Researching a Story
To borrow a quote from a fellow writer and friend, David Toft – “Easy reading is damned hard writing.”
Do you love to read? Have you ever thought about the amount of research the writer of your favourite book did to add background to the story? No? Then you should. All books need research. I make use of my own extensive library as well as online sources like the News and Wikipedia, to name but two.
Ah but the story is the main thing I hear you cry. I’m sorry to tell you it is not. Without research the story will remain untold in a void. Obviously it’s important, but it is just one element. On its own it’s going nowhere without believable background information. And the only way to get that is for the writer to do his or her research.
In my latest novella I freely make use of recent specific historical events which happened in the country where the story occurs along with other events in the Middle East, gleaned from the news, like the on-going conflict in Syria and the mindless desecration of the mausoleums of long dead Imams sanctioned by Al Qaida in Sudan. But will readers pick up on these actual facts – probably not.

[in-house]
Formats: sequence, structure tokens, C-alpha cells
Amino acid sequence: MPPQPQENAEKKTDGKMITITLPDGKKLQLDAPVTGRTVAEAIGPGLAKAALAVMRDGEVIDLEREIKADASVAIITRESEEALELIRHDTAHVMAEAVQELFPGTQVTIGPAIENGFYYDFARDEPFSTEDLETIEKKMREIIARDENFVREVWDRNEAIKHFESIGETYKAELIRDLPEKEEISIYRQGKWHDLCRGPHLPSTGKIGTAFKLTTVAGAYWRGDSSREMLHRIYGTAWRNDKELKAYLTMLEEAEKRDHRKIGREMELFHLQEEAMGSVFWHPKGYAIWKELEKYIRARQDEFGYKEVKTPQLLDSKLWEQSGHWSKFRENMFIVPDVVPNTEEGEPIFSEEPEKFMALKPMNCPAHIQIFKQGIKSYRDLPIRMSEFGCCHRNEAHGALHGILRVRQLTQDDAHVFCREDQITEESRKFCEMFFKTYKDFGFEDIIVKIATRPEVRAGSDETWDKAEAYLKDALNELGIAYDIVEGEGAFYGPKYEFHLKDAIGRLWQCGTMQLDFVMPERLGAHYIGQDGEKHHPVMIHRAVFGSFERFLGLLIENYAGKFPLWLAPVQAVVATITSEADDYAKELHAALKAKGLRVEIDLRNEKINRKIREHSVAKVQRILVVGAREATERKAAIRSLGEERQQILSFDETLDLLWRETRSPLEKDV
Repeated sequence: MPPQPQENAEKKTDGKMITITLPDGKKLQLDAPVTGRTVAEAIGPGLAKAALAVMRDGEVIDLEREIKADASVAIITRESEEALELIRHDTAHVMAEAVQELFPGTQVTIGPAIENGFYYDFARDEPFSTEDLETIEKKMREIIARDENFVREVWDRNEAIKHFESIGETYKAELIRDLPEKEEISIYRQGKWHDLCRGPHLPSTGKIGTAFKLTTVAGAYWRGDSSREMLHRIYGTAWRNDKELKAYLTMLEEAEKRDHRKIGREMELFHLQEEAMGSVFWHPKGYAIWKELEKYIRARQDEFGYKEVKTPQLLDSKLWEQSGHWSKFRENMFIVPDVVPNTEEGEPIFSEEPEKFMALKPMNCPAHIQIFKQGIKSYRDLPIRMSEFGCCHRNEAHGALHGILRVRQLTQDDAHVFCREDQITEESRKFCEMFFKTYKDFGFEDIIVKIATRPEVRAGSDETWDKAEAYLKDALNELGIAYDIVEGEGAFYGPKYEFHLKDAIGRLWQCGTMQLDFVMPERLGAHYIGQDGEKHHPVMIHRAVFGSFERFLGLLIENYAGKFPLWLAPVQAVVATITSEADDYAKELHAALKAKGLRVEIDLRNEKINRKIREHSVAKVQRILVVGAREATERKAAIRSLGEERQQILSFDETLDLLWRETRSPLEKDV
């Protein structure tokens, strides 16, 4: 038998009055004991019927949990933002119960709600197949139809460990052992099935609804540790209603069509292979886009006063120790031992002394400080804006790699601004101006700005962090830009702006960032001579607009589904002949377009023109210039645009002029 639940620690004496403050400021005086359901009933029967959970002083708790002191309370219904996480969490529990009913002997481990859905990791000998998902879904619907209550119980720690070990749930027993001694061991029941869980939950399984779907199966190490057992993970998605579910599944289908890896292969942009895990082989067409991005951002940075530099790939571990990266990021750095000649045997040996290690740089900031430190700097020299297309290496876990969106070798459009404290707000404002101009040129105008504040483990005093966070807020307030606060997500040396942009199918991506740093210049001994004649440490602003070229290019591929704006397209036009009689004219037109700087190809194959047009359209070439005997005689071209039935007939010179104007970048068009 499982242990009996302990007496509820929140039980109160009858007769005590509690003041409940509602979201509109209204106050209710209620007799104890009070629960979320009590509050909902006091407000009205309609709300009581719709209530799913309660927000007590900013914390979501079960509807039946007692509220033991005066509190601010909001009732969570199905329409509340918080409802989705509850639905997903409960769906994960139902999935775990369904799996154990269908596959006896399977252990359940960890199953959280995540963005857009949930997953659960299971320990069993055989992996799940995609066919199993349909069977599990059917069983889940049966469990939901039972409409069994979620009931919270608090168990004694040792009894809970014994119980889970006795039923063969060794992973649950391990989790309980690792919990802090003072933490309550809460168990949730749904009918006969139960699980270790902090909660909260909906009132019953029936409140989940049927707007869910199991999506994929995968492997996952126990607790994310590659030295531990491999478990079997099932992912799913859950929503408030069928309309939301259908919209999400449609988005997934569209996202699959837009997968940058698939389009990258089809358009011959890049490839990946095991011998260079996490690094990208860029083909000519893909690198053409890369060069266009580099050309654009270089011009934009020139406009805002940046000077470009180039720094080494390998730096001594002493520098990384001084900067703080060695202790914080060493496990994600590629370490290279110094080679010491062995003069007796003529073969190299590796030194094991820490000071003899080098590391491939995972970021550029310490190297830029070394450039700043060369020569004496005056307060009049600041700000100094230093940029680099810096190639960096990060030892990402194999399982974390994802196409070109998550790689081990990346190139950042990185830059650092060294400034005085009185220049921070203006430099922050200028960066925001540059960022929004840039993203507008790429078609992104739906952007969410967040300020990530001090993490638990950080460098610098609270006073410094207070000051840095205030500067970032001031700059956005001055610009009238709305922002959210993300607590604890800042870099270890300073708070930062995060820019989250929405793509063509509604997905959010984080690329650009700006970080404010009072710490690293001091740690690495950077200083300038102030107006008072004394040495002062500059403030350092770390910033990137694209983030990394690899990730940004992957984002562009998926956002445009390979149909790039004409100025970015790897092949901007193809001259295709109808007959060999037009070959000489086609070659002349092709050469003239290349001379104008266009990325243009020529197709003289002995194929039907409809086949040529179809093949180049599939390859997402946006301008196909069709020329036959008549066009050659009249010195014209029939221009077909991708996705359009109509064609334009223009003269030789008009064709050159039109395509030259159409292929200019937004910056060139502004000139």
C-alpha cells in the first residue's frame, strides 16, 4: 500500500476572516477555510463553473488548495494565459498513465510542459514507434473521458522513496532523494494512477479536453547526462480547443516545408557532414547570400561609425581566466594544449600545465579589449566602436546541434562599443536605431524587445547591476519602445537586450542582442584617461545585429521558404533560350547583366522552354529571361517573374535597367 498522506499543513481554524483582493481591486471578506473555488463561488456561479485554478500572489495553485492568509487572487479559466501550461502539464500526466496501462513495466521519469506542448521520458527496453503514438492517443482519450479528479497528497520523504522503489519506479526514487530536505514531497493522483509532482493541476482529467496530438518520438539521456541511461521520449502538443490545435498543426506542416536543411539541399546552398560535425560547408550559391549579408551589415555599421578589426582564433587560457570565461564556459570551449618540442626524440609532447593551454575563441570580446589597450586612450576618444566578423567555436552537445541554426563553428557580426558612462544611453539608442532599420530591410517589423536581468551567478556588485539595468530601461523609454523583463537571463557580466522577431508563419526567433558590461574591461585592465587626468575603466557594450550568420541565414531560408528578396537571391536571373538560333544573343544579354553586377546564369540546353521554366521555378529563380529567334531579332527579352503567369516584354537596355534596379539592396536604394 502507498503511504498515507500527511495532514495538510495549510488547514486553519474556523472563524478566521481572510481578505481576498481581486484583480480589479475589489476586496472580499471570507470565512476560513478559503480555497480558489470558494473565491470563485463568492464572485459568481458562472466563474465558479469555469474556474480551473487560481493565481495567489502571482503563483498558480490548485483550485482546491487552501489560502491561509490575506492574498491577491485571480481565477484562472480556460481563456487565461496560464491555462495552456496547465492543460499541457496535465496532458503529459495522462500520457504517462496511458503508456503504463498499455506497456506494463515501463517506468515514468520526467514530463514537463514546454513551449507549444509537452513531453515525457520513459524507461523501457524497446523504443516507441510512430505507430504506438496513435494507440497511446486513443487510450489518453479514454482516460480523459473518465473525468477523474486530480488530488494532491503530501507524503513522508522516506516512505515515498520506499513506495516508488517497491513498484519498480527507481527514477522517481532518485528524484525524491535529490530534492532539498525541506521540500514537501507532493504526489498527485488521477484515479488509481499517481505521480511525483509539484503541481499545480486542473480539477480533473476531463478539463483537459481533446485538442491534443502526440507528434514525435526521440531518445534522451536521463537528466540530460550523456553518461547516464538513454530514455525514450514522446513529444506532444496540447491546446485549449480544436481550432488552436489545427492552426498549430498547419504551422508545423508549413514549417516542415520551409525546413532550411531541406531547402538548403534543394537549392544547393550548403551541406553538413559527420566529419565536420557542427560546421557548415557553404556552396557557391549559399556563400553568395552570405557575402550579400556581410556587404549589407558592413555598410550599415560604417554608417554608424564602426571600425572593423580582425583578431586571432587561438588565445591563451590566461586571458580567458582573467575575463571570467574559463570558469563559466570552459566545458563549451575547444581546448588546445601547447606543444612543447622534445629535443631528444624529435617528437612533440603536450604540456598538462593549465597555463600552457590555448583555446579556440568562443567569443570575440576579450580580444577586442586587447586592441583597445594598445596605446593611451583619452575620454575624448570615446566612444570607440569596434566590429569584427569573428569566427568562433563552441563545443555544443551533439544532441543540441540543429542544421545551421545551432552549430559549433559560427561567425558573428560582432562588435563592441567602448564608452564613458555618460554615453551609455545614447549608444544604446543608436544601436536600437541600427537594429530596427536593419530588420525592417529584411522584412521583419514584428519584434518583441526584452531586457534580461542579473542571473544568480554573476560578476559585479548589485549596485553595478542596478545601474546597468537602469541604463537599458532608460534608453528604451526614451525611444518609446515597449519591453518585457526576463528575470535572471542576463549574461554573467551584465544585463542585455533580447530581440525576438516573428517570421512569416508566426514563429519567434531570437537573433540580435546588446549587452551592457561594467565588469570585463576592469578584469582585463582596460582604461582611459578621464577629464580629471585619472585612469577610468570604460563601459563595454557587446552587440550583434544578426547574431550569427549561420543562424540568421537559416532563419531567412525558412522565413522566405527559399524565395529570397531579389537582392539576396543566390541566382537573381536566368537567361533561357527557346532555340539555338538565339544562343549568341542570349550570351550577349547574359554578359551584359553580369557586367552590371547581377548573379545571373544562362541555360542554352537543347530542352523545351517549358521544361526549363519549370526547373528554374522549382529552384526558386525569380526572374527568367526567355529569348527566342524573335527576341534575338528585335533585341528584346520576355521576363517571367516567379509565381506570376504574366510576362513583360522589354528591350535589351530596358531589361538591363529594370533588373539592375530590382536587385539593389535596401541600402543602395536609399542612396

One character in the story is based on the most notorious figure in Egyptology of recent times – Zahi Hawass, and how he behaved towards the foreign teams he invited, to employ the latest technology in various parts of the Giza Plateau. When they discovered something which did not fit into the accepted way of thinking espoused by Hawass and his colleagues, he had them swiftly removed.
The sad part is that if the writer has done his or her job properly, seamlessly incorporating their research into the storyline, most readers won’t even give it a second thought. And so at the risk of repeating myself, my fellow writer David Toft is perfectly correct when he says that easy reading is damned hard writing.
As readers, you would do well to think about that in the future…